Invercargill residents are fed-up with what they say is city council misspending.
Ratepayers association spokesman Robert Wilkinson said concerns included proposed rate rises, having councillors as directors of council-controlled operations and a planned Chinese garden that would cost almost $600,000.
"It's just the amount of money getting spent on things like the 'unneccessaries'.
"We don't need a Chinese garden, we've already got a Japanese garden - I'm not in favour of that."
It has been five years since the last Ratepayers' Association disbanded. The new, determined group has held its first meeting.
Mr Wilkinson said he decided to re-form the group after the city's Christmas lights debacle. Council staff bought lights on a ratepayer-funded trip to China, but later found they were non-compliant and spent $250,000 last year installing new lights and decorations.
The council welcomed four new councillors in the 2016 elections. Mr Wilkinson was unsure if they would shake up the council table discussions.
The new councillors had questioned the cost of the Chinese garden, which a previous council signed off on as part of a sister-city deal.
Newly-elected Lesley Soper said they asked the council for more information on how the costs were calculated.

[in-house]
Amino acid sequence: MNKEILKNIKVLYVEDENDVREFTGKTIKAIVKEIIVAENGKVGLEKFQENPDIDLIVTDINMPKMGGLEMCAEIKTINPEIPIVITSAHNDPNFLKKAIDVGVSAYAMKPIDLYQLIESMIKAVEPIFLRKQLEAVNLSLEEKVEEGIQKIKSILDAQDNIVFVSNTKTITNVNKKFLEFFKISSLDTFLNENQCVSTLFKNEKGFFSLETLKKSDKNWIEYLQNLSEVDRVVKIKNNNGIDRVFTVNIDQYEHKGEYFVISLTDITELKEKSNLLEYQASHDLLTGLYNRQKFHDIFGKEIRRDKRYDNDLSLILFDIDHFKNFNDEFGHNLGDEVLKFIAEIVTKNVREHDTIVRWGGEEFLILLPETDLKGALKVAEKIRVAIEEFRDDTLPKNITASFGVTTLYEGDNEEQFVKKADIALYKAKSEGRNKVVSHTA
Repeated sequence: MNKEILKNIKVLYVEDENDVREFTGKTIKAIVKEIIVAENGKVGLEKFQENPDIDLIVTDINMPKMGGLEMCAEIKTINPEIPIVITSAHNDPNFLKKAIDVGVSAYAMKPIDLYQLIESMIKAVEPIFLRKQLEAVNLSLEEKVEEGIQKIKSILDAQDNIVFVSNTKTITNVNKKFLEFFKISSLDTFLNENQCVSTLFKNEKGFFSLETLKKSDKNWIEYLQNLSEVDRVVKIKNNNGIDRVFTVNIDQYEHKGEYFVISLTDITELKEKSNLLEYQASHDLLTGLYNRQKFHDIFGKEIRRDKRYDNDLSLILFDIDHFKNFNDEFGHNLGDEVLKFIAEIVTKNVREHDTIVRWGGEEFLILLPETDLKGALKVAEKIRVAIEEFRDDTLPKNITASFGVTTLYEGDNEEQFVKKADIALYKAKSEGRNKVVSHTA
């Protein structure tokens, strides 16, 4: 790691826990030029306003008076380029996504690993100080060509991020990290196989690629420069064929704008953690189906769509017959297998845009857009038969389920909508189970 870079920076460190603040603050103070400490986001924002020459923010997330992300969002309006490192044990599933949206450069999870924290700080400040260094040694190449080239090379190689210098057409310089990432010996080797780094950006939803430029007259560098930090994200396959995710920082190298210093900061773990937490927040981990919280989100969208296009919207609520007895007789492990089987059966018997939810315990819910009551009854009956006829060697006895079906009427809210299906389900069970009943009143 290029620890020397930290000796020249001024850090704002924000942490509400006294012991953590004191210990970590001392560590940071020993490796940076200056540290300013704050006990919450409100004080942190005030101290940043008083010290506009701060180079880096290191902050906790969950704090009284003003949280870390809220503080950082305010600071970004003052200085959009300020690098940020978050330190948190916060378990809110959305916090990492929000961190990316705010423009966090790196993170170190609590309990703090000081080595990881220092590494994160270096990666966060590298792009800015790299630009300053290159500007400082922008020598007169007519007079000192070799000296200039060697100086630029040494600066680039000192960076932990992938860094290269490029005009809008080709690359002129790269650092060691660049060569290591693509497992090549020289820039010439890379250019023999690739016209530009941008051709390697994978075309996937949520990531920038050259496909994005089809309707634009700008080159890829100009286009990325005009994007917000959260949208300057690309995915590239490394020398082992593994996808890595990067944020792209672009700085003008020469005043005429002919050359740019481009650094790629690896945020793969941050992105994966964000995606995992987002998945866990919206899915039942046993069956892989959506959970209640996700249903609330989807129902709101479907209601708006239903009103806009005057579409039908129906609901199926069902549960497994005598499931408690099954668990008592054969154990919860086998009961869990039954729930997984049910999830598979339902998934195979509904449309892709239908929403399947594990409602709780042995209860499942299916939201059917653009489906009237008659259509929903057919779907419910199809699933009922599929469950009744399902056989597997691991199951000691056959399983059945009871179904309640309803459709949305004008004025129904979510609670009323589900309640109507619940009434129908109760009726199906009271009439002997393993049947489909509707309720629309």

She was confident the council's spending priorities were on track, but was concerned about the effect of a potential 4.7 percent rate rise, which was more than double the previous year.
"I don't want the rates rise to be a high one... [but] at the same time I'm realistic."
CBD development and the new arts centre cost money, she said.
The rates rise would cover unpredicted infrastructure improvements.
Ms Soper said she had told the council it needed to make more efforts to consult the community on issues.
Mayor Tim Shadbolt could not be reached, but his 2016 mayoral challenger Tom Conroy said the new councillors campaigned for change and needed time to make it happen.
He said the ratepayers group could be a force for good, as long as they did not always focus on the negative.
"I think if the council are wise they will take these people on board and treat them with respect and listen to their ideas."
Mr Wilkinson agreed his group needed to be constructive, but said it was early days as to figure out how.